In the cover story in the latest Time titled “Who says a woman can’t be Einstein?” experts have argued that having separate schools for boys and girls is actually beneficial; at least in the initial years. Before you cry out in horror, let me explain their logic. It is common knowledge that girls mature faster than boys; emotional, mentally, and physically. An old wives’ tale argues advises you to marry a girl at least 3-4 years younger than you because of the argued differences in the maturity level (don’t ask me where I got that from). Women like to boast about this fact and men grudgingly acknowledge. Of course, the differences converge as they grow older but in the initial years, the difference is quite marked. So, why do we group both boys and girls of the same age in the same learning environment? They definitely will have a different learning curve and ability to grasp knowledge will be significantly different. Girls will learn stuff quicker and will feel stifled while the boys struggle to catch up.
Leonard Sax, physician and psychologist, whose book Why Gender Matters argues vehemently for different learning environments. After analyzing complaints from parents worrying that their sons had attention-deficient/ hypertension disorder, he concluded that young boys and girls would be better off in separate classrooms altogether. Coed schools teach boys and girls as if their brains mature at the same time. Girls develop their sensory perceptive powers faster than boys and boys are focused more on the reasoning abilities but treating them similarly just means that “by age 12, you will girls who don’t like science and boys who don’t like reading“. That partly explains the women-men differences in science. It is not entirely biology but in fact, effect of the environment that tend to widen the biological differences.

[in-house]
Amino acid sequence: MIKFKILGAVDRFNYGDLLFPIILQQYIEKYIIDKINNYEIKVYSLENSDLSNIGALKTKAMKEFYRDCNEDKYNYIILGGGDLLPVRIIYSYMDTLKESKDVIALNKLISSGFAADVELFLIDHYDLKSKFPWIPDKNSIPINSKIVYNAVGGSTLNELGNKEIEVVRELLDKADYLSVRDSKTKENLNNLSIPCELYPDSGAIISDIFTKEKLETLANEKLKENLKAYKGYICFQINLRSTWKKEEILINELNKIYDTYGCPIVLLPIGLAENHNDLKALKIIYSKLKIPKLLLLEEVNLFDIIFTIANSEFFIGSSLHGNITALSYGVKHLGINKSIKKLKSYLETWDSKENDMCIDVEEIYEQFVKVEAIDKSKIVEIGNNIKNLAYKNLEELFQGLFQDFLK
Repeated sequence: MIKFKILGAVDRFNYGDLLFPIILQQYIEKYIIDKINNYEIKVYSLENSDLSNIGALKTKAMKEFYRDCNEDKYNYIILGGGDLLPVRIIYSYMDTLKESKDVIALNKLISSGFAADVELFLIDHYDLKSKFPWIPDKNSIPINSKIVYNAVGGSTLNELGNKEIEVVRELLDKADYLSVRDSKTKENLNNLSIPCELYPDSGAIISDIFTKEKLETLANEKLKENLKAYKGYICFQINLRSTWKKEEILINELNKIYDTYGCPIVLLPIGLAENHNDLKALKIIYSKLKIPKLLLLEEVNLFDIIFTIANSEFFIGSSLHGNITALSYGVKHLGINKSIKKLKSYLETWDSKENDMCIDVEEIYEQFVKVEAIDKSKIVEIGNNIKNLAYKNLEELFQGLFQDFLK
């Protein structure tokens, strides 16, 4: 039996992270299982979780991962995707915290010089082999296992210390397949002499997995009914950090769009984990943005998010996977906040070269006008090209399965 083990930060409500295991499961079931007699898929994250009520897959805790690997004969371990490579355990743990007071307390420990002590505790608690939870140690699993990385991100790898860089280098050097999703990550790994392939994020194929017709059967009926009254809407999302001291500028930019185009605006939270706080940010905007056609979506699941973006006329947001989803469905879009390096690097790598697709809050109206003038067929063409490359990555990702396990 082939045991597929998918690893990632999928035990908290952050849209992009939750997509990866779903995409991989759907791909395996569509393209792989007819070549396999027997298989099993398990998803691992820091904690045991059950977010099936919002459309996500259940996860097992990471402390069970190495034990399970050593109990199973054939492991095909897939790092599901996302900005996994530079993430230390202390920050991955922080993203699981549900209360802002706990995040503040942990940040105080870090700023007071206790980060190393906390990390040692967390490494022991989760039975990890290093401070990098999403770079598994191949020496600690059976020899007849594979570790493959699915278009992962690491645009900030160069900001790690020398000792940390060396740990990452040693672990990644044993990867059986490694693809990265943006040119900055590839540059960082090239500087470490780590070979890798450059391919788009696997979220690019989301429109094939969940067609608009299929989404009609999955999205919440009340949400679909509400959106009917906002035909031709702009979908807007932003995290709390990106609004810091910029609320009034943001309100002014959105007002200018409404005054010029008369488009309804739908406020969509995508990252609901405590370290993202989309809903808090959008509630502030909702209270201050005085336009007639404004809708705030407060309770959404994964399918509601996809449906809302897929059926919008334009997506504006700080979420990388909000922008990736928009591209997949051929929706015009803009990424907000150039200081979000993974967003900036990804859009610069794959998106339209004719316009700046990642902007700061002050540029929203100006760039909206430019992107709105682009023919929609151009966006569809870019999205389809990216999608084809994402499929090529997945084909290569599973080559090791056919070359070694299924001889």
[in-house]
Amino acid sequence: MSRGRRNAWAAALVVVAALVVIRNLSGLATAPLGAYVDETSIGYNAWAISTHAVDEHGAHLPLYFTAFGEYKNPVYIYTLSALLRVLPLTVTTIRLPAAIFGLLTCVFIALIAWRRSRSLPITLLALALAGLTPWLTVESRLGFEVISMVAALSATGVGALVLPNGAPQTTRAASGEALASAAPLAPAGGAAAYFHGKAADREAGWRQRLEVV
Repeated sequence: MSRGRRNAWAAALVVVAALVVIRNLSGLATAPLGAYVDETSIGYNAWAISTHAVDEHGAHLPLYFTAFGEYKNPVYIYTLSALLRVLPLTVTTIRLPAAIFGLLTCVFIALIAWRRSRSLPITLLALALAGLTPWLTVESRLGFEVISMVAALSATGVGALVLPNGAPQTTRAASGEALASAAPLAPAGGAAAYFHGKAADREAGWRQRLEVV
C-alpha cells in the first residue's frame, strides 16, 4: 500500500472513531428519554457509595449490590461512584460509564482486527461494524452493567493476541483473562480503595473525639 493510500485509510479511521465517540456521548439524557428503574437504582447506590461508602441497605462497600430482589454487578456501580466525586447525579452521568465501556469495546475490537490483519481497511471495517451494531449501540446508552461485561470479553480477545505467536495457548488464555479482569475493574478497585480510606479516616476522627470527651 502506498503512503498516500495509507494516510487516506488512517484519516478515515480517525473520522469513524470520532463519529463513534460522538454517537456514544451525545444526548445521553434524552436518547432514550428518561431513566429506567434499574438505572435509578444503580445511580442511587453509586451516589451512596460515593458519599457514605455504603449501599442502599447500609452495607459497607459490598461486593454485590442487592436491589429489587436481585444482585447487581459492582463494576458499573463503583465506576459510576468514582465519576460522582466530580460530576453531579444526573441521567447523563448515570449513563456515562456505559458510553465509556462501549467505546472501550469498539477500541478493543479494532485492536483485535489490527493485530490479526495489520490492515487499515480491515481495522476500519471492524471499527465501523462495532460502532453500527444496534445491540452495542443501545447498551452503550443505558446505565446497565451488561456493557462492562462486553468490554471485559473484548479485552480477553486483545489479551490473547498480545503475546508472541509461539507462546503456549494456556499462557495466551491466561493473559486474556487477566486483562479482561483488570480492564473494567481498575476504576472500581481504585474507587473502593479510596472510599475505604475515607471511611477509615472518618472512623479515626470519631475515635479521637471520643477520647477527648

I am not sure, this makes sense. Is there a significant difference in outcomes between students from coed schools and single-sex schools? The research results are inconclusive. Personally speaking, I went to a coed school all my life and the boys were routinely trumped by girls for being at the top of the class. But as years progressed, the differences converged and ultimately in my science-oriented junior college, the top rankers were mostly boys. This however doesn’t prove that women aren’t smarter in sciences than men but in fact, just points to prejudiced expectations.